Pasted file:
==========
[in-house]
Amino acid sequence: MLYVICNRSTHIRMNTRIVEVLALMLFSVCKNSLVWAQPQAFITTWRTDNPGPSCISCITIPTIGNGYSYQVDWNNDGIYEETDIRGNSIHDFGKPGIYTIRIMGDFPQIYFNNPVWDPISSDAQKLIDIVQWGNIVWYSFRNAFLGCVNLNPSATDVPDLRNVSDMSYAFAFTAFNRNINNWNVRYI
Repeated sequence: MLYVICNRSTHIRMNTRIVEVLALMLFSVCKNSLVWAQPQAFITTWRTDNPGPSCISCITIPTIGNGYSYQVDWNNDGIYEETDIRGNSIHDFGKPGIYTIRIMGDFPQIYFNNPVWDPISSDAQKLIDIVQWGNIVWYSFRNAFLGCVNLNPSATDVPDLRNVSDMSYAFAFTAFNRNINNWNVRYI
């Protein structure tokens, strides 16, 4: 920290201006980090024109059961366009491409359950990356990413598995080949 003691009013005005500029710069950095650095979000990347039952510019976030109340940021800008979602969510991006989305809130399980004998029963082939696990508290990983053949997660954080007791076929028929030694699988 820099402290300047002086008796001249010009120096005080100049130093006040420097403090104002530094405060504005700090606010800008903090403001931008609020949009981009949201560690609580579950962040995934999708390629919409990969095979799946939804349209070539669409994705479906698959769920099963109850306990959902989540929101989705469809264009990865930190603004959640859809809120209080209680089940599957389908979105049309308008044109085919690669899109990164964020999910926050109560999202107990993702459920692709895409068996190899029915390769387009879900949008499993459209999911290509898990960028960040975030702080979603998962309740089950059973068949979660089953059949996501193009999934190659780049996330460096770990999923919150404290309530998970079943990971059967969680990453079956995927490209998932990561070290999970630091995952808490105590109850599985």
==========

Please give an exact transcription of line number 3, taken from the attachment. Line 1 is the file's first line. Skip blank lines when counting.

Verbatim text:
Repeated sequence: MLYVICNRSTHIRMNTRIVEVLALMLFSVCKNSLVWAQPQAFITTWRTDNPGPSCISCITIPTIGNGYSYQVDWNNDGIYEETDIRGNSIHDFGKPGIYTIRIMGDFPQIYFNNPVWDPISSDAQKLIDIVQWGNIVWYSFRNAFLGCVNLNPSATDVPDLRNVSDMSYAFAFTAFNRNINNWNVRYI